Sélecteur de langues
Geneva, 13 November 2008
The EU and China (together with the United States and Canada) have today reached a landmark agreement on the treatment of financial information services in China. Financial information suppliers such as Thomson Reuters, Bloomberg and Dow Jones will in future benefit from a new regulatory framework that will help to ensure a level playing field for all operators in the Chinese market. The Memorandum of Understanding (MoU) signed today in Geneva addresses the concerns that had led the European Commission to launch WTO consultations on this matter in March 2008. The changes are due to be put in place by 1 June 2009.
EU Trade Commissioner Catherine Ashton said: "Today's agreement ensures that investors and market operators will be able to receive comprehensive and objective financial information. This shows what can be achieved when interested parties cooperate in search of solutions."
The agreement settles a WTO dispute that the EU had launched in March 2008 together with the US, and which was joined a few months later by Canada. The EU and China held WTO consultations in April this year, and had since then been engaged in a process of negotiation to try to find an amicable solution. The EU objected to requirements by China for all foreign financial information suppliers to operate through a specific agent designated by the Chinese government. The only agent was China Economic Information Service (CEIS), an entity controlled by Xinhua News Agency, which was also in competition with foreign suppliers of financial information.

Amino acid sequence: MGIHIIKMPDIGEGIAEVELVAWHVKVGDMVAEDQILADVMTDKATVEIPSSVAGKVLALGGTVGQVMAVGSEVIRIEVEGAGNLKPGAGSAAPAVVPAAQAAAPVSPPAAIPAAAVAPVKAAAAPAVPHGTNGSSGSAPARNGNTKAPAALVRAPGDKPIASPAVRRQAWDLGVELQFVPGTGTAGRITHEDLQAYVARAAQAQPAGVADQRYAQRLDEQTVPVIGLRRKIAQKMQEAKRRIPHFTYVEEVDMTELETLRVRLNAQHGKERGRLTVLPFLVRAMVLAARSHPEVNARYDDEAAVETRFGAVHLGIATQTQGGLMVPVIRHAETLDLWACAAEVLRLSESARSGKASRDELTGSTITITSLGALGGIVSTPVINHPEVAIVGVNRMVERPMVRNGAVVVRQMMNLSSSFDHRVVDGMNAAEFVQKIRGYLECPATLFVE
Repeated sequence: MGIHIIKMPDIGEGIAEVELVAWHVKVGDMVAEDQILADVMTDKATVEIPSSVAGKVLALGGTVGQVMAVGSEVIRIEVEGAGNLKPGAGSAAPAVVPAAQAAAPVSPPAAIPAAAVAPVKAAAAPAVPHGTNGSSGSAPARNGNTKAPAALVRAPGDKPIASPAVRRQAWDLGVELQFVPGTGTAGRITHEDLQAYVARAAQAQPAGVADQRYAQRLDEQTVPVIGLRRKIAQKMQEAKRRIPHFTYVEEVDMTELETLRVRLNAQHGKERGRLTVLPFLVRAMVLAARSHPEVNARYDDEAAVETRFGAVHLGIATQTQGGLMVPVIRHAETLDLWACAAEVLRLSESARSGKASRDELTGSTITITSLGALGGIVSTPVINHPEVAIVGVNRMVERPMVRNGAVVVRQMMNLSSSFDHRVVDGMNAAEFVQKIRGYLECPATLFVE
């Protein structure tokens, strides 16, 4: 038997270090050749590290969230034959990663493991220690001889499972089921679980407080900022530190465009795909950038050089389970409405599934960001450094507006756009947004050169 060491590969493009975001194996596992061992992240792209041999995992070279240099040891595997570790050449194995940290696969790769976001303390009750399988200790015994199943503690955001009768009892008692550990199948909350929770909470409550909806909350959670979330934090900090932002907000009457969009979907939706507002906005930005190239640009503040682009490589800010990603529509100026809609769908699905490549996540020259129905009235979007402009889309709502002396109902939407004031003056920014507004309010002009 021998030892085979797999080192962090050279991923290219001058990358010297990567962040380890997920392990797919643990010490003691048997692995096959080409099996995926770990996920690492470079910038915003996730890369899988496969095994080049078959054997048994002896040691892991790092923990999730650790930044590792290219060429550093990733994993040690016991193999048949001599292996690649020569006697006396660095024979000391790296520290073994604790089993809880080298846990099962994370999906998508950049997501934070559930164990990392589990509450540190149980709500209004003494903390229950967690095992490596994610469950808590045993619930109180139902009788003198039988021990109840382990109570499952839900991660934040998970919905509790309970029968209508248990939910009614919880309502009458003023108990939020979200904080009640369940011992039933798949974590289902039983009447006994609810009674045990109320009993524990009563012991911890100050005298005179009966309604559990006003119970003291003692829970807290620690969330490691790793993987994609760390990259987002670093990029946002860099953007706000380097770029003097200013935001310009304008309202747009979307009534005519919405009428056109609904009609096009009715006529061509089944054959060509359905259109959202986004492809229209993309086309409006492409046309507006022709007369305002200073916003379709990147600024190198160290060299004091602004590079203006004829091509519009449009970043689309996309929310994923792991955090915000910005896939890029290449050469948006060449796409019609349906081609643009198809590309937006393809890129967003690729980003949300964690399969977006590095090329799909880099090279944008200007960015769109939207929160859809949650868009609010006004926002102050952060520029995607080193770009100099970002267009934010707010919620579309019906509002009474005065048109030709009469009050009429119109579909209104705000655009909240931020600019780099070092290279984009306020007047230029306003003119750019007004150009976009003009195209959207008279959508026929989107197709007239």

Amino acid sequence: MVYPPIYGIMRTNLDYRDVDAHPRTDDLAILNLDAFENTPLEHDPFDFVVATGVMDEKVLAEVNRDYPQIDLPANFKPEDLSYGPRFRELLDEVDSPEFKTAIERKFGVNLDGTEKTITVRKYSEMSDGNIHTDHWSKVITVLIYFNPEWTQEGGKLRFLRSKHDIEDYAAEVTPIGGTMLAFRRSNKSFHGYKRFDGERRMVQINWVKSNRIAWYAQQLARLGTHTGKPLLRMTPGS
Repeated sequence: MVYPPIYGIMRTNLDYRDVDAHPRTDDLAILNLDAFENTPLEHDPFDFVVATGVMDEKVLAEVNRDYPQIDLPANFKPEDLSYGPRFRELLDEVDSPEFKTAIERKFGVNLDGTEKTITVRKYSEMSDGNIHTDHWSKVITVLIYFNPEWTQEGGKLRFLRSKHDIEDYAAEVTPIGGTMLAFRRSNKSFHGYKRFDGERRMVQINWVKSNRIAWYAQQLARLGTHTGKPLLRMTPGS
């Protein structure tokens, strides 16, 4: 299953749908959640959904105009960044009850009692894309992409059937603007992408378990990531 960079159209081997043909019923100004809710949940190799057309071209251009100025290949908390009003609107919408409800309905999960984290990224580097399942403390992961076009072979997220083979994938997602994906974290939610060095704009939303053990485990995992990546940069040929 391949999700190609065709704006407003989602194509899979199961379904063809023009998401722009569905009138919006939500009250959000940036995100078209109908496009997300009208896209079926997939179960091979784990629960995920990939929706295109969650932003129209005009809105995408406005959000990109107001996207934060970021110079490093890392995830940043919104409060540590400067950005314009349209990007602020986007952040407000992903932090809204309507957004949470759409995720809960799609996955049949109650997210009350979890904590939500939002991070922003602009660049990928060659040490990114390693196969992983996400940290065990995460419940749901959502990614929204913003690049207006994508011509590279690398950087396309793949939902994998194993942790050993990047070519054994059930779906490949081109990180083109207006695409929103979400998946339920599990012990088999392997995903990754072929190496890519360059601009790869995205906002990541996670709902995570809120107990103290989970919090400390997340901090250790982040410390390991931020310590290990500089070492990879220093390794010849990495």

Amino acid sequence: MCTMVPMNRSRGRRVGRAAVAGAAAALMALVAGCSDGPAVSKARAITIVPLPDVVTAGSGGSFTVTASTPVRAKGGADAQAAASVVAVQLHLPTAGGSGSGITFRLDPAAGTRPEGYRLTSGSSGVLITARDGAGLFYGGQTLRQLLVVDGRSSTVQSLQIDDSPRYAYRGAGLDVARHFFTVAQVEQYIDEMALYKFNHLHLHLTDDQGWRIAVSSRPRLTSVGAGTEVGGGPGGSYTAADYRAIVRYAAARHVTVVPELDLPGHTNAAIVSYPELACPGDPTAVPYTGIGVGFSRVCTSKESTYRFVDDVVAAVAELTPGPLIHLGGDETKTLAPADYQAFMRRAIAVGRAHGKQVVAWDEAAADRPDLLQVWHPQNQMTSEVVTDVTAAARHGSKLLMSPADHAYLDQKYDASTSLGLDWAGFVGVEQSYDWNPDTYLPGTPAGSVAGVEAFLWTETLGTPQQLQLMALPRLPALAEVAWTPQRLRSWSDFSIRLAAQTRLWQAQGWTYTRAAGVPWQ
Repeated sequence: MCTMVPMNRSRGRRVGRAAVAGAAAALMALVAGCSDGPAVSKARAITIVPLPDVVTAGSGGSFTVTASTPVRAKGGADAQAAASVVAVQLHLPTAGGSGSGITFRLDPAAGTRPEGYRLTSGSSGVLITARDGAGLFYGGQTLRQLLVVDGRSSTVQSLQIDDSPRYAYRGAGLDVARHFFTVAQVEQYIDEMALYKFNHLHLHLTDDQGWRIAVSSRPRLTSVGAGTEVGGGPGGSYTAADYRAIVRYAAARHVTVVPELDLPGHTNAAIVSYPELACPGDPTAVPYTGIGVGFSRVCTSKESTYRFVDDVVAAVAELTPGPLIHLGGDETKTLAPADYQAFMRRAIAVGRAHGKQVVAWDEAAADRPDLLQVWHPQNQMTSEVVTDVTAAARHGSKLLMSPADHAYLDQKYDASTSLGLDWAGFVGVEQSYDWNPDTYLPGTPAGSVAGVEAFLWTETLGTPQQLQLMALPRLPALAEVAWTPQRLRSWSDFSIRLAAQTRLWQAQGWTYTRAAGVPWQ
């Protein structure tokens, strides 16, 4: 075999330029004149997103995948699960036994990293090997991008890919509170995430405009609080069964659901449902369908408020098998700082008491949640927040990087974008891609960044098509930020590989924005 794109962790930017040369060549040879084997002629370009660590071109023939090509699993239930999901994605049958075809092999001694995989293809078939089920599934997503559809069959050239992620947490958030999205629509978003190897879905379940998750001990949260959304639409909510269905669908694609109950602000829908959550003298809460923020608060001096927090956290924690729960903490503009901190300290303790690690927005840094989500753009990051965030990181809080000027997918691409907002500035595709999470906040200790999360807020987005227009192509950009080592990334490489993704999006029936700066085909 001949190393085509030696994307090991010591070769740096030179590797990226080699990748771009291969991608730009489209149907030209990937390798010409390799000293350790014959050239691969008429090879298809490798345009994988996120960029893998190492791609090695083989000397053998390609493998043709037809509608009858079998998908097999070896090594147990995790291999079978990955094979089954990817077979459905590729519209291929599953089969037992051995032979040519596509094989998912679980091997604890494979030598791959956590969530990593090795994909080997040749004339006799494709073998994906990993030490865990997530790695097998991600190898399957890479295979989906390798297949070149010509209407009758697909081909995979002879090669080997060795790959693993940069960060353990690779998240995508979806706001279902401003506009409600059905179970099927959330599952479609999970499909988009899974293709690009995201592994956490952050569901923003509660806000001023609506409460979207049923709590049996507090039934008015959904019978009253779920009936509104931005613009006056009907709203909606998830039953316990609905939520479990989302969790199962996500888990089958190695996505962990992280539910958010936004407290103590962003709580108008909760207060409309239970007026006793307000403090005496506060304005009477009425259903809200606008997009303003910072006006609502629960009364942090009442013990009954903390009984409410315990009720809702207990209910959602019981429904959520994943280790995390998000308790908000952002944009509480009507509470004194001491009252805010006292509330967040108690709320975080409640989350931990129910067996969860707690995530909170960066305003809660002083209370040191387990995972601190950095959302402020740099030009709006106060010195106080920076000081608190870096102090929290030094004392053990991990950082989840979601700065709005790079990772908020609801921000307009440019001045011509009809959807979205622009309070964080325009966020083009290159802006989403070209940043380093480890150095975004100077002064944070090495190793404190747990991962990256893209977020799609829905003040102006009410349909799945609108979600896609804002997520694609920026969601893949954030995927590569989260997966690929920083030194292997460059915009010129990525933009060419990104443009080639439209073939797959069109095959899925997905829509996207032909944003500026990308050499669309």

The Chinese government has agreed today to put a new regulatory framework in place by 1 June 2009. Responsibility will pass from Xinhua News Agency to a new, independent regulator and the requirement for foreign suppliers to operate through an agent will be removed. China has also committed to ensuring adequate protection for business confidential information, and confirmed that foreign financial information suppliers will face no obstacles regarding setting up commercial establishment in China.
The EU is particularly satisfied that dialogue and negotiation in the WTO framework have delivered what should be considered a very good outcome for financial information suppliers and for China. The supply of comprehensive financial information is vital for transparent, orderly and globally competitive financial markets.
EU-China trade has increased dramatically in recent years to over EUR 300 billion in 2007. In 2008 the EU and China launched a new strategic mechanism for driving trade and economic policy. The EU has benefited from the growth of the Chinese market and the EU is committed to open trading relations with China. However it pushes China hard to trade fairly, respect intellectual property rights and meet its WTO obligations.
For more information on this case please see the MEMO 08/707.
For more information on EU trade policy see http://ec.europa.eu/trade